I've spent nearly eight years teaching college composition classes and through that experience I've had many failures and many successes. At this point, I feel pretty confident. I'm never the teacher they are expecting (I'm younger, funnier, gayer, etc.) and I use that to my advantage. My goal is to make them hate writing less and to understand that all writing is a process and takes time. You aren't simply born a great writer or born a bad one. It takes work, which is not how most of them view writing coming into the classroom. I also provide them with a wide range of examples that they actually connect with and care about (most comp books are simply terrible in this category, so I do a lot of photocopying). I've recently been using a piece from The New Yorker about Rihanna. I'd much rather they debate the stardom of a pop singer than give me another poorly written essay about abortion or why weed should be legalized, and quite honestly, I care more about Rihanna than weed or abortion.
Teaching essay writing has become almost second nature to me, but when I bring poetry into the composition classroom things often crumble, which might seem odd, as I'm a published poet. With the exception of a pop culture poetry class that I designed and taught at Florida State (which went well), my other poetry teaching experience has been in traditional comp classes and hasn't always been so great. During the semester, I take a class period and do some poetry with the students. The goal is to get them exposed to contemporary poetry and to have them see that much of what we discuss about essay writing can apply to creative writing. They are often shocked to discover that poets do research and revise.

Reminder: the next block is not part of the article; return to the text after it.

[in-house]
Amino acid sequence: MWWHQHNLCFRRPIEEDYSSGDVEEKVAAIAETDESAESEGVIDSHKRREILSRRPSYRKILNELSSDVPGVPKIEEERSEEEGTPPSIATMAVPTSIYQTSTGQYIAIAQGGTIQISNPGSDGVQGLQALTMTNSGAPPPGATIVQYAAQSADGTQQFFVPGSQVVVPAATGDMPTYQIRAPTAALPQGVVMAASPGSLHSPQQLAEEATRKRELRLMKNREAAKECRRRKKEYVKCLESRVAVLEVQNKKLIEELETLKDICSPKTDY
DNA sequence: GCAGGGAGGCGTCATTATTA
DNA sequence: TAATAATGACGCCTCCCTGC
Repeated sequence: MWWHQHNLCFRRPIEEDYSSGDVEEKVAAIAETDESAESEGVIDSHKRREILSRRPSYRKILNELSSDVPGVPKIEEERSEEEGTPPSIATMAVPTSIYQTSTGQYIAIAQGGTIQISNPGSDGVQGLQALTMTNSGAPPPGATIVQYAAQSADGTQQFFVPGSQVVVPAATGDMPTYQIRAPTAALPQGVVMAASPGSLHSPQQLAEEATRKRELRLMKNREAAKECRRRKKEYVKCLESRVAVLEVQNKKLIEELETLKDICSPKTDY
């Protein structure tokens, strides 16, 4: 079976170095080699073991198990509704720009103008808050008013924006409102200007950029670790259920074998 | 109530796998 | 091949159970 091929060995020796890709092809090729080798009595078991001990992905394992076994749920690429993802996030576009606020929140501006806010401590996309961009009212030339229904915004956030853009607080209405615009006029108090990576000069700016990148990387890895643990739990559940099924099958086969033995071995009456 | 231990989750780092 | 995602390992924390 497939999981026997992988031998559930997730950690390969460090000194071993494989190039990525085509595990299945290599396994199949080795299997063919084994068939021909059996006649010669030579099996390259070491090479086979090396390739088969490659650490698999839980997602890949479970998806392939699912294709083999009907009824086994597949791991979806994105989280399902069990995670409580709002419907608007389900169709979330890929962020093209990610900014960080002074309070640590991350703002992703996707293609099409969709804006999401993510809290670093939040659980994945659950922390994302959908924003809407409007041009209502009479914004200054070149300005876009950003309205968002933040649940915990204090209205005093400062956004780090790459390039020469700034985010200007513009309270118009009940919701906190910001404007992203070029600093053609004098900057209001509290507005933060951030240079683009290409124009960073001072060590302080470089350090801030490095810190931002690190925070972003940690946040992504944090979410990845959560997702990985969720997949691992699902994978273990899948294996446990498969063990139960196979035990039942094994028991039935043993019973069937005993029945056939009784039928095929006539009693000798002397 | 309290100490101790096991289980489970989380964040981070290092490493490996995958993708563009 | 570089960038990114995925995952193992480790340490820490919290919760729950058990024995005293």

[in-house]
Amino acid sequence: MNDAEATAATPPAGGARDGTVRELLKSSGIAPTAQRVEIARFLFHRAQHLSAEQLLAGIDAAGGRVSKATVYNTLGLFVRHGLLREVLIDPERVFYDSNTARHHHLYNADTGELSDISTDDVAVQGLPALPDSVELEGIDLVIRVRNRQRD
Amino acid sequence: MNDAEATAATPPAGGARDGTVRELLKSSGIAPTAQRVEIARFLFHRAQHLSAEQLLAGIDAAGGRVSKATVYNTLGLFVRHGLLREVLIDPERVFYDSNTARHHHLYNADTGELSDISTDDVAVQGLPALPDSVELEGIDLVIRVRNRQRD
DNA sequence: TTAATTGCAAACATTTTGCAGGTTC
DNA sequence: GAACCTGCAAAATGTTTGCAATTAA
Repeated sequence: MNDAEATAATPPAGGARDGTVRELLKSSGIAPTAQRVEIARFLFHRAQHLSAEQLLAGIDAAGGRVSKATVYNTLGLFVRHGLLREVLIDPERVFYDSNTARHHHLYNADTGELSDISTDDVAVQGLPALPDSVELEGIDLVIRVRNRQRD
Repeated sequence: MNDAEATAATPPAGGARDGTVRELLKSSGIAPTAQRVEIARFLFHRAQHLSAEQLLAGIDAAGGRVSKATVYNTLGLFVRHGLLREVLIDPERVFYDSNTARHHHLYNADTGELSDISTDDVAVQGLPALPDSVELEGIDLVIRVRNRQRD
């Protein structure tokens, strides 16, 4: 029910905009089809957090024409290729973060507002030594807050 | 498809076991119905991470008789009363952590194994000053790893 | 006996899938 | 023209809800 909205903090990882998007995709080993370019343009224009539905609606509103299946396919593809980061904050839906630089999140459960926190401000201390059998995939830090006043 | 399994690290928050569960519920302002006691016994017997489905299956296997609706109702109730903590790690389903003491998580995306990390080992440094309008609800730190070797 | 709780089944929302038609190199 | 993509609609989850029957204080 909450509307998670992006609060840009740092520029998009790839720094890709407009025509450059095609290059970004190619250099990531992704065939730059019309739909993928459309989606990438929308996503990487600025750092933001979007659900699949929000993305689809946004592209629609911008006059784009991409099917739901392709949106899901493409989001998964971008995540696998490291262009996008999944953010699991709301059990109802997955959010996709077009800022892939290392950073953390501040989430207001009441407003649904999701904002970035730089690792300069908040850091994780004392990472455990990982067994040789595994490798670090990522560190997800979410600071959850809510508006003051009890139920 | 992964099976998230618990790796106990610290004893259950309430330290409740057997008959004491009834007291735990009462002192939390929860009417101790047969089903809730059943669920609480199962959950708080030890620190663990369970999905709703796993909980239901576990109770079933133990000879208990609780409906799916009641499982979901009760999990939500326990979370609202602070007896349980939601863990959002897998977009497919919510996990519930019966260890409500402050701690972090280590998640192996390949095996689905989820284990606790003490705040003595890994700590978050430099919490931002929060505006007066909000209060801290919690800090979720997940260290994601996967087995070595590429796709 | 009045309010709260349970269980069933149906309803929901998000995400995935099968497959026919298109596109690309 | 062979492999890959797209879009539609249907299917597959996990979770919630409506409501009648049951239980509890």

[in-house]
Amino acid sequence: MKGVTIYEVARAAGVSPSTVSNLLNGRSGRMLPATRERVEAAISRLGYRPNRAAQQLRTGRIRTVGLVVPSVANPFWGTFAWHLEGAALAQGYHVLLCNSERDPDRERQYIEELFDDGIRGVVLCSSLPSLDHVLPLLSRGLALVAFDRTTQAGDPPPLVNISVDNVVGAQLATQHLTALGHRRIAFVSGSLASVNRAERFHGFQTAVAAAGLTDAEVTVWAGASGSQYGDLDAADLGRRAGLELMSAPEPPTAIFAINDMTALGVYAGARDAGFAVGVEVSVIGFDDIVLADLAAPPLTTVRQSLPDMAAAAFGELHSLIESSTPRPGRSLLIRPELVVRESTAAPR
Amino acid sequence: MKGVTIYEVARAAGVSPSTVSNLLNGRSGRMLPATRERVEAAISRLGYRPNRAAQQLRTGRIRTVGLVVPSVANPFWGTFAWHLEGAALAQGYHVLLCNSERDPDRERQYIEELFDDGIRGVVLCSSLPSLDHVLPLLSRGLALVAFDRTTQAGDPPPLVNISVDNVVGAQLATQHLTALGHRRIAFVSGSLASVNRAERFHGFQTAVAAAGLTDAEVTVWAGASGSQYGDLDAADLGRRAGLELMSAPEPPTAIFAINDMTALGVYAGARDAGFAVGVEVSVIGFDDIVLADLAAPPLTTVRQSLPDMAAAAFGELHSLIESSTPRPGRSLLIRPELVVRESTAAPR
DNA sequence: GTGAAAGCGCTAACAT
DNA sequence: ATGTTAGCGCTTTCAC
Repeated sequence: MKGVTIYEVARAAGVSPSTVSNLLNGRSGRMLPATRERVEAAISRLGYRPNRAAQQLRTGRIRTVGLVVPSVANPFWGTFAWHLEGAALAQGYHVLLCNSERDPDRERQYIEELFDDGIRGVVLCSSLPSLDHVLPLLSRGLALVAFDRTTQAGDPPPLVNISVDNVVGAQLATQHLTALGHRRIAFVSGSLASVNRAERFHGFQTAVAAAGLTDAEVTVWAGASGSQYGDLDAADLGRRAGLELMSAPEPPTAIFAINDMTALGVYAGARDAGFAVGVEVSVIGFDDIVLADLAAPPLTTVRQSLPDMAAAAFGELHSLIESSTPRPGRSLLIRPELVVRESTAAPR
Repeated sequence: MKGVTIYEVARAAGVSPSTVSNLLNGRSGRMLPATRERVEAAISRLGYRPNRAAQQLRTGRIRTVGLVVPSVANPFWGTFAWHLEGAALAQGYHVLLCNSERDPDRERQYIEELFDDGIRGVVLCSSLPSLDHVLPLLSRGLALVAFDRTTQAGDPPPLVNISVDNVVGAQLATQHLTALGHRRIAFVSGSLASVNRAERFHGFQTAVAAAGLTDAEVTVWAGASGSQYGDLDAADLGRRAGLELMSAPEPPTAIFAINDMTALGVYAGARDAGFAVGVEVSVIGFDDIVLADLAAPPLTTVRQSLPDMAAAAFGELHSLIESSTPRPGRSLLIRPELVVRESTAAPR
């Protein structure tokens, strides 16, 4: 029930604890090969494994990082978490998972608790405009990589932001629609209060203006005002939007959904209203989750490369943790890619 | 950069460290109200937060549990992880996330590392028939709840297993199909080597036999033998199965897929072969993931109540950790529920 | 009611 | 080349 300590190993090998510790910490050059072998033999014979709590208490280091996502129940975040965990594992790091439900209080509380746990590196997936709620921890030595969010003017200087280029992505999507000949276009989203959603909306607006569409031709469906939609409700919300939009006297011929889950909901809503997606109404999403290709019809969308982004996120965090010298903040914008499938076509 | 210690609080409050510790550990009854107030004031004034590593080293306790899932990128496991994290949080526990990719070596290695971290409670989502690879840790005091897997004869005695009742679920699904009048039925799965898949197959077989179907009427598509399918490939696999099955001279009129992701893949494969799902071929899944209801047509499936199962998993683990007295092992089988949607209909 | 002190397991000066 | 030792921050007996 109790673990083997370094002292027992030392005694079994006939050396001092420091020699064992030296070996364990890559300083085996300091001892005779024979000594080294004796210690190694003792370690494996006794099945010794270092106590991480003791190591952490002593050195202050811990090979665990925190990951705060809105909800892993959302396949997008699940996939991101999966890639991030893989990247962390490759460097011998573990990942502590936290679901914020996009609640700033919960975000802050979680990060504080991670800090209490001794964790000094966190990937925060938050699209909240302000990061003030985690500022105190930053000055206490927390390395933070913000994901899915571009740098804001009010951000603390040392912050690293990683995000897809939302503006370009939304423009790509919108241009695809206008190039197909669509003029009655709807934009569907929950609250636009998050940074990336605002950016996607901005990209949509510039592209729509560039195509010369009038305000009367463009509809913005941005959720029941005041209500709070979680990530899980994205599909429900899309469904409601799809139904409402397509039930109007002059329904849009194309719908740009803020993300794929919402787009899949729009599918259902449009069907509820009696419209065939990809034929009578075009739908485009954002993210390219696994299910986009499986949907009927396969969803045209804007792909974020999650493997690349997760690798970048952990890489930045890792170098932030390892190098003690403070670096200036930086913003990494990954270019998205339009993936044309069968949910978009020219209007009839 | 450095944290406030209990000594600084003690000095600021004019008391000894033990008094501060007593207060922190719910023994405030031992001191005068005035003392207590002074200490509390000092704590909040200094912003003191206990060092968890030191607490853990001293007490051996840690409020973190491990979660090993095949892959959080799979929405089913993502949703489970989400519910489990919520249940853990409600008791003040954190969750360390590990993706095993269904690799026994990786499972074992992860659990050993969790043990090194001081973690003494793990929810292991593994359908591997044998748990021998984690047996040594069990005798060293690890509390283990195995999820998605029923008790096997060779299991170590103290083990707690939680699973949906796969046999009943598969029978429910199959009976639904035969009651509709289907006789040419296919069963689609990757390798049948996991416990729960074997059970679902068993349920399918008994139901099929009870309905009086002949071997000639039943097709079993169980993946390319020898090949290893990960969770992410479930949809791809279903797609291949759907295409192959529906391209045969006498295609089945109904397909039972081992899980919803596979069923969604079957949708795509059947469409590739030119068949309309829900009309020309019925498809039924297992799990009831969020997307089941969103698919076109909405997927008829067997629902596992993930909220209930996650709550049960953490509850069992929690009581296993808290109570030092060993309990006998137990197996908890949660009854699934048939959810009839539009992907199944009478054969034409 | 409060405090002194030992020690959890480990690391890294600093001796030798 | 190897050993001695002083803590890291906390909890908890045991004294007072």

As a whole, I'm not a very naive person or teacher (direct, realistic, a little bitchy? yes, yes, and yes), but on poetry days I'm suddenly some save-the-world-Teach-for-America type. I enter with the belief that I'm going to get them all to fall in love with poetry. Five or maybe ten minutes into the class, I suddenly turn bitter and regret everything I've decided to do. I spend the rest of the class wishing for a fire drill, or a bomb threat, or any reason to abandon the building and forget I ever brought up poetry.
My intentions are good, but I know the majority of people don't really like poetry and most read so little of it that they become like deer in the headlights when asked about a poem. Poetry has become something to fear and when we fear something we grow to hate it. Students have been force feed "correct interpretations" of literature in high school, which have left them bitter and feeling stupid. Even though I'm coming at it from a different angle, they don't trust that I'm not about to make them all into fools.
My standard approach is to begin class by asking them what they associate with poetry and what poets they know. This results in them shouting out words like "rhyming," "love," "death," "Shakespeare," "Robert Frost," "Dr. Suess," and on a slightly better day "Plath," "Dickinson," and "all poems don't have to rhyme." Sometimes a student raises his/her hand to say "I didn't know anyone wrote poetry anymore." I then go on to address the issues they have raised and tell them that we are going to look at some contemporary poetry as a class. This is when things begin the downward spiral. This is mostly my fault. How do you select just a few poems to read in class to showcase contemporary poetry to students who think the last person to write one lived over a hundred years ago? This task proves difficult. I've tried a lot of different poets, but they rarely connect with the students.
Of course, I'm being a bit dramatic and hard on myself. Yes, some like the poems. Yes, some might decide to pick up a poetry book sometime because of something I mentioned. But most stare at me blankly and part of me can't blame them.